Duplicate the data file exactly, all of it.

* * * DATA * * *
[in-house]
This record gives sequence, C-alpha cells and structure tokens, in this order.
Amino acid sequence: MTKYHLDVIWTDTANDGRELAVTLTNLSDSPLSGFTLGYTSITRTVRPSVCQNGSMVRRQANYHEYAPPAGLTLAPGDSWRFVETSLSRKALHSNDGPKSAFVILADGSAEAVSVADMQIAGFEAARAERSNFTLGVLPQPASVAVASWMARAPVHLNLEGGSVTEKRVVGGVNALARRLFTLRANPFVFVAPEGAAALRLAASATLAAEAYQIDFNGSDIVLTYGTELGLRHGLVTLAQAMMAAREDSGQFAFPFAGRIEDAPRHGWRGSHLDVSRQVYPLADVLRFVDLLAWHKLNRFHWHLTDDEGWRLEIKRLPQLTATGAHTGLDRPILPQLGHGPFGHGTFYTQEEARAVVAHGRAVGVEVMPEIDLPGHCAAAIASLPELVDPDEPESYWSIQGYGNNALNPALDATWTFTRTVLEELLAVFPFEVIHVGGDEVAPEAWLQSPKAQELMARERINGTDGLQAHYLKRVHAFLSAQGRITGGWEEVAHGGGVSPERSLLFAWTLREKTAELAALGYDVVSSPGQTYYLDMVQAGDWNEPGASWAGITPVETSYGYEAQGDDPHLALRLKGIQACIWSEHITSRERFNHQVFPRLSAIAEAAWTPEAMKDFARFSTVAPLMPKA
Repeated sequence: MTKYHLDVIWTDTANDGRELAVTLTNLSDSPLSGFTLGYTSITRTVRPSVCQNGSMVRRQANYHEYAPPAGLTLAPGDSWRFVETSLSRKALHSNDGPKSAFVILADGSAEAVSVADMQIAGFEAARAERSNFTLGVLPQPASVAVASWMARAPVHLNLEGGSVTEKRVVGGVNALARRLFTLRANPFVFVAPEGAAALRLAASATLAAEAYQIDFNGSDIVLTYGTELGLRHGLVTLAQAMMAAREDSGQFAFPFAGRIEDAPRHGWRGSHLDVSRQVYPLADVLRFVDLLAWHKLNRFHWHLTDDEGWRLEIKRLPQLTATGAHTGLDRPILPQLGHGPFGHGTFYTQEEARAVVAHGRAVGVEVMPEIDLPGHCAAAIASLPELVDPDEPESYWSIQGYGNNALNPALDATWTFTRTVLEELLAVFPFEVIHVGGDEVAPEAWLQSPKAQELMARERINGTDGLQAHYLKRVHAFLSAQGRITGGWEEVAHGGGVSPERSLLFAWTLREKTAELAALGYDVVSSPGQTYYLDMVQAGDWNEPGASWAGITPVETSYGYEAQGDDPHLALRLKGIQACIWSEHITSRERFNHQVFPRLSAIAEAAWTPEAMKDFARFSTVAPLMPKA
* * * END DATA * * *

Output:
[in-house]
This record gives sequence, C-alpha cells and structure tokens, in this order.
Amino acid sequence: MTKYHLDVIWTDTANDGRELAVTLTNLSDSPLSGFTLGYTSITRTVRPSVCQNGSMVRRQANYHEYAPPAGLTLAPGDSWRFVETSLSRKALHSNDGPKSAFVILADGSAEAVSVADMQIAGFEAARAERSNFTLGVLPQPASVAVASWMARAPVHLNLEGGSVTEKRVVGGVNALARRLFTLRANPFVFVAPEGAAALRLAASATLAAEAYQIDFNGSDIVLTYGTELGLRHGLVTLAQAMMAAREDSGQFAFPFAGRIEDAPRHGWRGSHLDVSRQVYPLADVLRFVDLLAWHKLNRFHWHLTDDEGWRLEIKRLPQLTATGAHTGLDRPILPQLGHGPFGHGTFYTQEEARAVVAHGRAVGVEVMPEIDLPGHCAAAIASLPELVDPDEPESYWSIQGYGNNALNPALDATWTFTRTVLEELLAVFPFEVIHVGGDEVAPEAWLQSPKAQELMARERINGTDGLQAHYLKRVHAFLSAQGRITGGWEEVAHGGGVSPERSLLFAWTLREKTAELAALGYDVVSSPGQTYYLDMVQAGDWNEPGASWAGITPVETSYGYEAQGDDPHLALRLKGIQACIWSEHITSRERFNHQVFPRLSAIAEAAWTPEAMKDFARFSTVAPLMPKA
Repeated sequence: MTKYHLDVIWTDTANDGRELAVTLTNLSDSPLSGFTLGYTSITRTVRPSVCQNGSMVRRQANYHEYAPPAGLTLAPGDSWRFVETSLSRKALHSNDGPKSAFVILADGSAEAVSVADMQIAGFEAARAERSNFTLGVLPQPASVAVASWMARAPVHLNLEGGSVTEKRVVGGVNALARRLFTLRANPFVFVAPEGAAALRLAASATLAAEAYQIDFNGSDIVLTYGTELGLRHGLVTLAQAMMAAREDSGQFAFPFAGRIEDAPRHGWRGSHLDVSRQVYPLADVLRFVDLLAWHKLNRFHWHLTDDEGWRLEIKRLPQLTATGAHTGLDRPILPQLGHGPFGHGTFYTQEEARAVVAHGRAVGVEVMPEIDLPGHCAAAIASLPELVDPDEPESYWSIQGYGNNALNPALDATWTFTRTVLEELLAVFPFEVIHVGGDEVAPEAWLQSPKAQELMARERINGTDGLQAHYLKRVHAFLSAQGRITGGWEEVAHGGGVSPERSLLFAWTLREKTAELAALGYDVVSSPGQTYYLDMVQAGDWNEPGASWAGITPVETSYGYEAQGDDPHLALRLKGIQACIWSEHITSRERFNHQVFPRLSAIAEAAWTPEAMKDFARFSTVAPLMPKA